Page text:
COLUMBUS, Ohio (WCMH) — After four Columbus Division of Police officers were arrested for OVI charges, new videos from their arrests have shed light on the developing cases against them.

NBC4 obtained body and dash camera footage from the Ohio State Highway Patrol of two officers’ arrests. In total, the four officers currently within varying stages of court proceedings are as follows:

  • Officer Robbie Whitlow, arrested by the Ohio State Highway Patrol on March 13
  • Sgt. Melvin Romans, arrested by the Ohio State Highway Patrol on March 12
  • Officer Tylor Nixon, arrested by Gahanna police on March 10
  • Officer Trier Knieper, arrested by the Ohio State Highway Patrol on Jan. 3

CPD confirmed on Tuesday that Whitlow, Romans and Nixon are all without their guns and badges as of Tuesday evening, on either restricted duty or leave. However, Knieper has remained on active duty since her arrest.

The body camera footage from OSHP showed both Romans and Whitlow’s arrests, as well as the Columbus officers’ interactions with highway troopers. When a trooper pulled over Romans, the video showed him stopped in the middle of an intersection. Romans drove further to pull over on the side of the road, where he denied to the trooper that he had anything to drink.

See body camera footage from Romans’ arrest in the video player below.

The trooper then asked Romans to take a field sobriety test, and the CPD sergeant agreed. After following a pen with his eyes, walking in a straight line and standing on one leg, the trooper arrested Romans. The sergeant had previously been named the Columbus Officer of the Year in 2022, according to a Central Ohio Crime Stoppers’ Facebook post.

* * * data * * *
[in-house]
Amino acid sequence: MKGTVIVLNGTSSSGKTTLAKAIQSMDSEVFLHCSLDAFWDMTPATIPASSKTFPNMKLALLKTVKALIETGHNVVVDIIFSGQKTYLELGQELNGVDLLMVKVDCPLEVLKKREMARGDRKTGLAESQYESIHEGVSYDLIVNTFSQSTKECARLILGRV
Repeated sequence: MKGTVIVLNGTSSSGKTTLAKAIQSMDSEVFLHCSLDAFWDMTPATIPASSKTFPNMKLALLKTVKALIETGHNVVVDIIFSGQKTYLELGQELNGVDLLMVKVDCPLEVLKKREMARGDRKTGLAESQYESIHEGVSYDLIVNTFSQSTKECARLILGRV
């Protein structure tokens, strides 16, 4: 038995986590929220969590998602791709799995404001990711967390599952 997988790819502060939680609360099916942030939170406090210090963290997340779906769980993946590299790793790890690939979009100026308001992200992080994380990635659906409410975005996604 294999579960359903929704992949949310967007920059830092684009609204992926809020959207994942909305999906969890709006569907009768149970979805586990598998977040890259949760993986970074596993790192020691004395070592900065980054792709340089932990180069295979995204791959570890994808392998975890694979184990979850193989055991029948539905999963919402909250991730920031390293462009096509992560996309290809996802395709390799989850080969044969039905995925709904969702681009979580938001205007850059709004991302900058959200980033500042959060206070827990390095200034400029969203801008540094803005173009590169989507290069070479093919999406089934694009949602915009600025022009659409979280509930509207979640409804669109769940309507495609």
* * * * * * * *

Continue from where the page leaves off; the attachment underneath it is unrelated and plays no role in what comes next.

See body camera footage from Whitlow’s arrest in the video player below.

When a trooper pulled Whitlow over, the Columbus officer told him that he was on his way home and had a few drinks. Bodycam video showed the trooper asked him to do a field sobriety test, and Whitlow refused, resulting in the trooper arresting him.

Nixon, another officer arrested on an OVI charge in the span of a week, also faces a felony case with a charge of improperly handling a firearm. Body camera footage from the Gahanna Division of Police showed he agreed to a field sobriety test before being arrested.

The March arrests came simultaneously as CPD launched its new “DUI Interceptor,” a mobile breathalyzer van that the agency said would get rid of the need to take an impaired driver to a police facility for testing. A caption on the side of the van reads “Going out tonight? So are we.”

Knieper, arrested months prior to the other three officers, has since contested the OVI, speeding and street racing charges against her in Franklin County Municipal Court. Her defense attorney filed a motion to suppress, which is a strategic move to try and make her field sobriety test inadmissible in court.